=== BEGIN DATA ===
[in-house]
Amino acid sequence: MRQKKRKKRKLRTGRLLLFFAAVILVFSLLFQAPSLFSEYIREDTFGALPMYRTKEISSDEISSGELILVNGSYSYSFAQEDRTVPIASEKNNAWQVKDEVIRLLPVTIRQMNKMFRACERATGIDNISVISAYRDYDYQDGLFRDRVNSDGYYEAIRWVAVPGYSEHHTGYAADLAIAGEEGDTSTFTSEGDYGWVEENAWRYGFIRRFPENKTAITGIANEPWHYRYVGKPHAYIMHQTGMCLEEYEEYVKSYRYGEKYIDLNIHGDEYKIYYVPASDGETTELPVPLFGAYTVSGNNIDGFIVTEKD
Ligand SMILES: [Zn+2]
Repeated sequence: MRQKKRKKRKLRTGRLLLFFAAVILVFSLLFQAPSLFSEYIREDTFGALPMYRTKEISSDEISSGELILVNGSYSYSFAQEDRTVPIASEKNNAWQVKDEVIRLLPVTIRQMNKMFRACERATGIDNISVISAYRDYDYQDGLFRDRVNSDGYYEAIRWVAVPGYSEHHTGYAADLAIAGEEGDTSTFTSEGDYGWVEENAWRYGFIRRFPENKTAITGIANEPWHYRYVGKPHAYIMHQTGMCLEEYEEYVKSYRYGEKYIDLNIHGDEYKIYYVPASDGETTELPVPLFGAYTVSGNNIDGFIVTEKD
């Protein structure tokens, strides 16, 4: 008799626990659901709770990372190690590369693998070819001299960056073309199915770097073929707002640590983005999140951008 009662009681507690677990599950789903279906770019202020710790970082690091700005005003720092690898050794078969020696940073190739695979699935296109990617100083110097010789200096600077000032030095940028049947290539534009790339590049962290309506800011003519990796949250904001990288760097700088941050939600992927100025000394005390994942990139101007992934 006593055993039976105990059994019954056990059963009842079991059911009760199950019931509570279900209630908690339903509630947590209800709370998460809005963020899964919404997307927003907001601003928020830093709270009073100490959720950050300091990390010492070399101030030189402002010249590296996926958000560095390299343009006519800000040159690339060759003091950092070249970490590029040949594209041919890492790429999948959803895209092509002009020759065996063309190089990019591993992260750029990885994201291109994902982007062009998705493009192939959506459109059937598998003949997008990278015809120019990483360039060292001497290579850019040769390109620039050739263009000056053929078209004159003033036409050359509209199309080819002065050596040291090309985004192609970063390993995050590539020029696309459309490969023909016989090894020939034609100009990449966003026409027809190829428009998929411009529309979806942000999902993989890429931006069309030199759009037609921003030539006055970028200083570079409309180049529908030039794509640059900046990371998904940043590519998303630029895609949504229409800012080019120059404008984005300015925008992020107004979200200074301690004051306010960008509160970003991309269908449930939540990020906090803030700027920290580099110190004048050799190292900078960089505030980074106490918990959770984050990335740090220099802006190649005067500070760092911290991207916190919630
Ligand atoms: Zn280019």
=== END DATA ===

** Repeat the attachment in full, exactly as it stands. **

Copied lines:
[in-house]
Amino acid sequence: MRQKKRKKRKLRTGRLLLFFAAVILVFSLLFQAPSLFSEYIREDTFGALPMYRTKEISSDEISSGELILVNGSYSYSFAQEDRTVPIASEKNNAWQVKDEVIRLLPVTIRQMNKMFRACERATGIDNISVISAYRDYDYQDGLFRDRVNSDGYYEAIRWVAVPGYSEHHTGYAADLAIAGEEGDTSTFTSEGDYGWVEENAWRYGFIRRFPENKTAITGIANEPWHYRYVGKPHAYIMHQTGMCLEEYEEYVKSYRYGEKYIDLNIHGDEYKIYYVPASDGETTELPVPLFGAYTVSGNNIDGFIVTEKD
Ligand SMILES: [Zn+2]
Repeated sequence: MRQKKRKKRKLRTGRLLLFFAAVILVFSLLFQAPSLFSEYIREDTFGALPMYRTKEISSDEISSGELILVNGSYSYSFAQEDRTVPIASEKNNAWQVKDEVIRLLPVTIRQMNKMFRACERATGIDNISVISAYRDYDYQDGLFRDRVNSDGYYEAIRWVAVPGYSEHHTGYAADLAIAGEEGDTSTFTSEGDYGWVEENAWRYGFIRRFPENKTAITGIANEPWHYRYVGKPHAYIMHQTGMCLEEYEEYVKSYRYGEKYIDLNIHGDEYKIYYVPASDGETTELPVPLFGAYTVSGNNIDGFIVTEKD
């Protein structure tokens, strides 16, 4: 008799626990659901709770990372190690590369693998070819001299960056073309199915770097073929707002640590983005999140951008 009662009681507690677990599950789903279906770019202020710790970082690091700005005003720092690898050794078969020696940073190739695979699935296109990617100083110097010789200096600077000032030095940028049947290539534009790339590049962290309506800011003519990796949250904001990288760097700088941050939600992927100025000394005390994942990139101007992934 006593055993039976105990059994019954056990059963009842079991059911009760199950019931509570279900209630908690339903509630947590209800709370998460809005963020899964919404997307927003907001601003928020830093709270009073100490959720950050300091990390010492070399101030030189402002010249590296996926958000560095390299343009006519800000040159690339060759003091950092070249970490590029040949594209041919890492790429999948959803895209092509002009020759065996063309190089990019591993992260750029990885994201291109994902982007062009998705493009192939959506459109059937598998003949997008990278015809120019990483360039060292001497290579850019040769390109620039050739263009000056053929078209004159003033036409050359509209199309080819002065050596040291090309985004192609970063390993995050590539020029696309459309490969023909016989090894020939034609100009990449966003026409027809190829428009998929411009529309979806942000999902993989890429931006069309030199759009037609921003030539006055970028200083570079409309180049529908030039794509640059900046990371998904940043590519998303630029895609949504229409800012080019120059404008984005300015925008992020107004979200200074301690004051306010960008509160970003991309269908449930939540990020906090803030700027920290580099110190004048050799190292900078960089505030980074106490918990959770984050990335740090220099802006190649005067500070760092911290991207916190919630
Ligand atoms: Zn280019």